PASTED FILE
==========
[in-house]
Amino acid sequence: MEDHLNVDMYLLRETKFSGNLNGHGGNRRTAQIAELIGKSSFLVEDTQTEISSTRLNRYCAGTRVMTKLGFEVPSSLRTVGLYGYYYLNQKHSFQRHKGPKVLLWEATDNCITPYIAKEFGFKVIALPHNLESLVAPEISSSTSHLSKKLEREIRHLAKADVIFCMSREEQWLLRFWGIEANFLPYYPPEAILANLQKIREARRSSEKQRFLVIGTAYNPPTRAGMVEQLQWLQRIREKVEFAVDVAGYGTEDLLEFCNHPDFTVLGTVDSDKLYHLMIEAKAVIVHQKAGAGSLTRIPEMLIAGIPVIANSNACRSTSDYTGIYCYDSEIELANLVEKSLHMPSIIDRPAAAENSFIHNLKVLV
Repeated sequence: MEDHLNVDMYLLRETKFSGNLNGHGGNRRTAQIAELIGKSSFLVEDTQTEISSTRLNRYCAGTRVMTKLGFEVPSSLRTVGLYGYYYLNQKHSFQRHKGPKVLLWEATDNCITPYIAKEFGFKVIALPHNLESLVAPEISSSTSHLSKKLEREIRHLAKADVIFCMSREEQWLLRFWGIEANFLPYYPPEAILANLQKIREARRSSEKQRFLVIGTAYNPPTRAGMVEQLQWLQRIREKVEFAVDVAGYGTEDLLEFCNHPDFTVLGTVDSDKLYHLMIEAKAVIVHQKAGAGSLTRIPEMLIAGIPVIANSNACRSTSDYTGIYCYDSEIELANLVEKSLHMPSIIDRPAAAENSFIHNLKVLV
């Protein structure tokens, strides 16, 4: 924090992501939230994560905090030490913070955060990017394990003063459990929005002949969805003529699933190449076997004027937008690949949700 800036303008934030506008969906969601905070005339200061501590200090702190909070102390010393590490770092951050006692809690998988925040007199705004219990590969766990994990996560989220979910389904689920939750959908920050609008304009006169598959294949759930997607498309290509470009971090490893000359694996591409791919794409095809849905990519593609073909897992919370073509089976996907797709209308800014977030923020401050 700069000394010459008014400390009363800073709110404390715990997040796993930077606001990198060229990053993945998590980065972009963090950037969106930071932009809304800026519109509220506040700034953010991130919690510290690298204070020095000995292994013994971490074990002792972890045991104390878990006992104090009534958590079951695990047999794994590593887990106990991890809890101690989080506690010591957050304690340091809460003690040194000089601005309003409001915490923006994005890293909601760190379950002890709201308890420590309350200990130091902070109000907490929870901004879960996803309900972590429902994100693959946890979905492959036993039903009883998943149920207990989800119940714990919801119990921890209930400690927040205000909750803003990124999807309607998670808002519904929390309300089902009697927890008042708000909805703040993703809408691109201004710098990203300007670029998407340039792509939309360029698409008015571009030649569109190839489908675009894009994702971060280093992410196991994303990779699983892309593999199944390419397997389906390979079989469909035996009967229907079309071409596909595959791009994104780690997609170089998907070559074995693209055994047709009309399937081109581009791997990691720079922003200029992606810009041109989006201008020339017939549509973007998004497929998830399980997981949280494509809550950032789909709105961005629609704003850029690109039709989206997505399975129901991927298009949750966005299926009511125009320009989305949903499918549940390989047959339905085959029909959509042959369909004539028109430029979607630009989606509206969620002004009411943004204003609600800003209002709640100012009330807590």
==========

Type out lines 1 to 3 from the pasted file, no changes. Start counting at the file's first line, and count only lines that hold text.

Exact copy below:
[in-house]
Amino acid sequence: MEDHLNVDMYLLRETKFSGNLNGHGGNRRTAQIAELIGKSSFLVEDTQTEISSTRLNRYCAGTRVMTKLGFEVPSSLRTVGLYGYYYLNQKHSFQRHKGPKVLLWEATDNCITPYIAKEFGFKVIALPHNLESLVAPEISSSTSHLSKKLEREIRHLAKADVIFCMSREEQWLLRFWGIEANFLPYYPPEAILANLQKIREARRSSEKQRFLVIGTAYNPPTRAGMVEQLQWLQRIREKVEFAVDVAGYGTEDLLEFCNHPDFTVLGTVDSDKLYHLMIEAKAVIVHQKAGAGSLTRIPEMLIAGIPVIANSNACRSTSDYTGIYCYDSEIELANLVEKSLHMPSIIDRPAAAENSFIHNLKVLV
Repeated sequence: MEDHLNVDMYLLRETKFSGNLNGHGGNRRTAQIAELIGKSSFLVEDTQTEISSTRLNRYCAGTRVMTKLGFEVPSSLRTVGLYGYYYLNQKHSFQRHKGPKVLLWEATDNCITPYIAKEFGFKVIALPHNLESLVAPEISSSTSHLSKKLEREIRHLAKADVIFCMSREEQWLLRFWGIEANFLPYYPPEAILANLQKIREARRSSEKQRFLVIGTAYNPPTRAGMVEQLQWLQRIREKVEFAVDVAGYGTEDLLEFCNHPDFTVLGTVDSDKLYHLMIEAKAVIVHQKAGAGSLTRIPEMLIAGIPVIANSNACRSTSDYTGIYCYDSEIELANLVEKSLHMPSIIDRPAAAENSFIHNLKVLV